In most studies, experience in the online context is synonymous to the entire digital sales funnel. It is the entire user experience from discovering the offer through online ads, increasing their knowledge by familiarizing themselves with the website, until the consumer reaches the end of the sales cycle and decides to buy the offer. Most marketers also use this linear formula to improve their digital marketing campaigns and expect incremental sales growth by replicating the offline retail experience in an online setting. What most marketers forget is that online buying behavior does not follow the traditional consumer response processes.

Product tangibility is what’s lacking in the Internet shopping process hence forces the consumer to respond to the experience differently compared to the traditional retail experience. And if the consumer behaves differently, a different approach is needed to further investigate what are the key drivers for buying online.

Michael Ray (1974) has developed a model of information processing that identifies three alternative orderings of the three stages on perceived product differentiation and product involvement. These alternative response hierarchies are the standard learning, low-involvement, and dissonance/attribution models (Figure 1)

Figure 1

Ray’s study show that not all consumers follow the same purchase patterns and their response process varies based on their level of involvement. A change in consumer attitude, in this case the act of purchasing an item, changes depending on what type of product or services is being bought and under what circumstances. Adding the Internet as a medium complicates this process and highly influences the consumer attitude. Ergo, applying the alternative response process in understanding Internet shopping can easily predict e-commerce success. E-commerce succes is defined as total sales revenue and repeat spending on the online store.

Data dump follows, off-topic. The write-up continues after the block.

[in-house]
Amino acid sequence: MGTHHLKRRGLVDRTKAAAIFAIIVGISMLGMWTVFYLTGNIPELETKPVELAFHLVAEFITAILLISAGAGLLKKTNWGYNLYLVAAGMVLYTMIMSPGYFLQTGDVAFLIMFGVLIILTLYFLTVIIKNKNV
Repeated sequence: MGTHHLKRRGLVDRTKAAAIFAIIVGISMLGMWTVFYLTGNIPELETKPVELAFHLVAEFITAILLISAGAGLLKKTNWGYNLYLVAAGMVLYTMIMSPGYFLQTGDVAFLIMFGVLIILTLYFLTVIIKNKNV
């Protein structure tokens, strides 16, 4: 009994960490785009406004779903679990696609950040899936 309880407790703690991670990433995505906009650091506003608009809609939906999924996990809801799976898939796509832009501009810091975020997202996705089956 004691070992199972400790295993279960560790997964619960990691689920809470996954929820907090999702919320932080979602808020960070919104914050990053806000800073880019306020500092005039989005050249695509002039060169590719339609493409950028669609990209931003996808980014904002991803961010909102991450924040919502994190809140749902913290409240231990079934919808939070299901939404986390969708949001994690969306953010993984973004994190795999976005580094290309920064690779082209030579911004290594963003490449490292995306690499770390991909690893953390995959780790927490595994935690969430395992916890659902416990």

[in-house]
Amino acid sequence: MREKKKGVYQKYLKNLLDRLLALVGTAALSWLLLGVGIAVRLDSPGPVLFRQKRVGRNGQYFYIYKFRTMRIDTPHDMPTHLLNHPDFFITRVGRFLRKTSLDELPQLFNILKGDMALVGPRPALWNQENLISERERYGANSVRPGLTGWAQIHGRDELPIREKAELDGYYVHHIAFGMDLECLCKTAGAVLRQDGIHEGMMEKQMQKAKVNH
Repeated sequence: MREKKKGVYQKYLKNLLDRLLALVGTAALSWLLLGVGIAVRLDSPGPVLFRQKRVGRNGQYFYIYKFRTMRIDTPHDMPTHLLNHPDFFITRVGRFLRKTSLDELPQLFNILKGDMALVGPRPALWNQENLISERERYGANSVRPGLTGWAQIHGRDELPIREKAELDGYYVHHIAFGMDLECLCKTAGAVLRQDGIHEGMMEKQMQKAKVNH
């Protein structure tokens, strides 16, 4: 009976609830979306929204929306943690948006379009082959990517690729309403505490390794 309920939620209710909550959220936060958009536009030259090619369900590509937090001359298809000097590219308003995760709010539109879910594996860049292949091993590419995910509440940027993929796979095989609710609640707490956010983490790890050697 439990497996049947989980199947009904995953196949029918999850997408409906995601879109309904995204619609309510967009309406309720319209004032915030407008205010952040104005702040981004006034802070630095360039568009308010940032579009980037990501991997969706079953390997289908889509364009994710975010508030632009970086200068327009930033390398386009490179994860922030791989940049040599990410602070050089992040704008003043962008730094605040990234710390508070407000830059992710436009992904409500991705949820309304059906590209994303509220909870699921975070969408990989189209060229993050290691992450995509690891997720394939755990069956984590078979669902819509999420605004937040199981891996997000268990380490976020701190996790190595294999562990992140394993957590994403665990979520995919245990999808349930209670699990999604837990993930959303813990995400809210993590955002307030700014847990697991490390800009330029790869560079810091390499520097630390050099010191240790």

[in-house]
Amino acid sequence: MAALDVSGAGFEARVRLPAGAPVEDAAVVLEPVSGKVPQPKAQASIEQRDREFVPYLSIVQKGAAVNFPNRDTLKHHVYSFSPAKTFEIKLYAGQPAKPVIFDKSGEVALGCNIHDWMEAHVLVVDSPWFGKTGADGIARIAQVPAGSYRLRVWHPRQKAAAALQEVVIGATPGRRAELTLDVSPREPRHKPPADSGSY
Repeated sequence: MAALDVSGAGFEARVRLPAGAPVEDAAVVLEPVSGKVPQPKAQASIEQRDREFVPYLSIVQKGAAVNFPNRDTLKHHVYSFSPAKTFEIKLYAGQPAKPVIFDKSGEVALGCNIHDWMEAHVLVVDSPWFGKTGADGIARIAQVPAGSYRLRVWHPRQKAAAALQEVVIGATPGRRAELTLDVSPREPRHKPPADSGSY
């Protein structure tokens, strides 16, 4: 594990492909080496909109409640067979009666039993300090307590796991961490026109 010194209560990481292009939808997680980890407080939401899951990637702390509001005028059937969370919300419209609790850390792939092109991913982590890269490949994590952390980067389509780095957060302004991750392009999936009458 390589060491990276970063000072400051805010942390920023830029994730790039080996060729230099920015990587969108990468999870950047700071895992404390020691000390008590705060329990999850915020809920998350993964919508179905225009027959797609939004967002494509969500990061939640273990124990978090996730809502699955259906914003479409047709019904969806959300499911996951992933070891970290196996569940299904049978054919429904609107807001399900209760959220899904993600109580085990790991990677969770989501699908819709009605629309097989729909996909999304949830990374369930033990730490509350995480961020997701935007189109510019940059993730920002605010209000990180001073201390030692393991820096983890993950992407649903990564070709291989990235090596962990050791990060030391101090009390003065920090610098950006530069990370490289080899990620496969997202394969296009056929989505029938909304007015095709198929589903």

The DeLone and McLean IS (Information System) Success Model is an existing success-measurement framework that has found wide application since its publication in 1992. It is a comprehensive framework for measuring the performance of information systems. With the emergence of new business models and e-commerce platforms, an updated version of the model can be applied to e-commerce success measurement (Figure 2).

Figure 2

The new and updated model is based on the empirical and theoretical contributions of researchers who have tested and discussed the original model. They suggested that the updated model is composed of six dimensions - System Quality, Information Quality, Service Quality, Use, User Satisfaction, and Net Benefits. Based on these independent researchers, they stressed the importance of measuring the possible interactions among the success dimensions in order to isolate the effects of independent variables on one or more of them.